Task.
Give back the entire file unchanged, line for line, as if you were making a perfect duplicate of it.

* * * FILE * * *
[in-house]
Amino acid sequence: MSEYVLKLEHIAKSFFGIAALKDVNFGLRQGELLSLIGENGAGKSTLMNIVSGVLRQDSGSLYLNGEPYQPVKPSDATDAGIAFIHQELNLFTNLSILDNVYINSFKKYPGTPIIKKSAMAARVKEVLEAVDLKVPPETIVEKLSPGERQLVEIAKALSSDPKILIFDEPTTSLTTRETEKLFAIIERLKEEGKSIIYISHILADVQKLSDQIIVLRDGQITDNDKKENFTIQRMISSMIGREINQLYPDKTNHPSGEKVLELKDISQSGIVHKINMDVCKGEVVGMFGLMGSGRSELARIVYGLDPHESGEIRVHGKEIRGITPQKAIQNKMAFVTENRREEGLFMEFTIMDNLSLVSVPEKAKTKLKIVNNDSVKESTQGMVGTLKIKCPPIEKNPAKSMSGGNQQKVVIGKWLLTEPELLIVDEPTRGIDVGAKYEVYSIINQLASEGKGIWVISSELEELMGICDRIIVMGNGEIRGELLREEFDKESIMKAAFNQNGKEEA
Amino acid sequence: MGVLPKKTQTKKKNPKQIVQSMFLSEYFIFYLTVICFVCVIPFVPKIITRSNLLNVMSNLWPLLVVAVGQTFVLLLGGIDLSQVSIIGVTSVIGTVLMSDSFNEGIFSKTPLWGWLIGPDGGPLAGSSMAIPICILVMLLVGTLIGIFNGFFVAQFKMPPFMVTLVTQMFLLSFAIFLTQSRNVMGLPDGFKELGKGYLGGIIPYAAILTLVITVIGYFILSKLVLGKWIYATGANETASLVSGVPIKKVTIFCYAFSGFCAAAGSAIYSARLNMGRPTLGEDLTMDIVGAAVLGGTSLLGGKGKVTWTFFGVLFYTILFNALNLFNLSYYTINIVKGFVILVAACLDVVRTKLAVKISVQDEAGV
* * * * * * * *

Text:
[in-house]
Amino acid sequence: MSEYVLKLEHIAKSFFGIAALKDVNFGLRQGELLSLIGENGAGKSTLMNIVSGVLRQDSGSLYLNGEPYQPVKPSDATDAGIAFIHQELNLFTNLSILDNVYINSFKKYPGTPIIKKSAMAARVKEVLEAVDLKVPPETIVEKLSPGERQLVEIAKALSSDPKILIFDEPTTSLTTRETEKLFAIIERLKEEGKSIIYISHILADVQKLSDQIIVLRDGQITDNDKKENFTIQRMISSMIGREINQLYPDKTNHPSGEKVLELKDISQSGIVHKINMDVCKGEVVGMFGLMGSGRSELARIVYGLDPHESGEIRVHGKEIRGITPQKAIQNKMAFVTENRREEGLFMEFTIMDNLSLVSVPEKAKTKLKIVNNDSVKESTQGMVGTLKIKCPPIEKNPAKSMSGGNQQKVVIGKWLLTEPELLIVDEPTRGIDVGAKYEVYSIINQLASEGKGIWVISSELEELMGICDRIIVMGNGEIRGELLREEFDKESIMKAAFNQNGKEEA
Amino acid sequence: MGVLPKKTQTKKKNPKQIVQSMFLSEYFIFYLTVICFVCVIPFVPKIITRSNLLNVMSNLWPLLVVAVGQTFVLLLGGIDLSQVSIIGVTSVIGTVLMSDSFNEGIFSKTPLWGWLIGPDGGPLAGSSMAIPICILVMLLVGTLIGIFNGFFVAQFKMPPFMVTLVTQMFLLSFAIFLTQSRNVMGLPDGFKELGKGYLGGIIPYAAILTLVITVIGYFILSKLVLGKWIYATGANETASLVSGVPIKKVTIFCYAFSGFCAAAGSAIYSARLNMGRPTLGEDLTMDIVGAAVLGGTSLLGGKGKVTWTFFGVLFYTILFNALNLFNLSYYTINIVKGFVILVAACLDVVRTKLAVKISVQDEAGV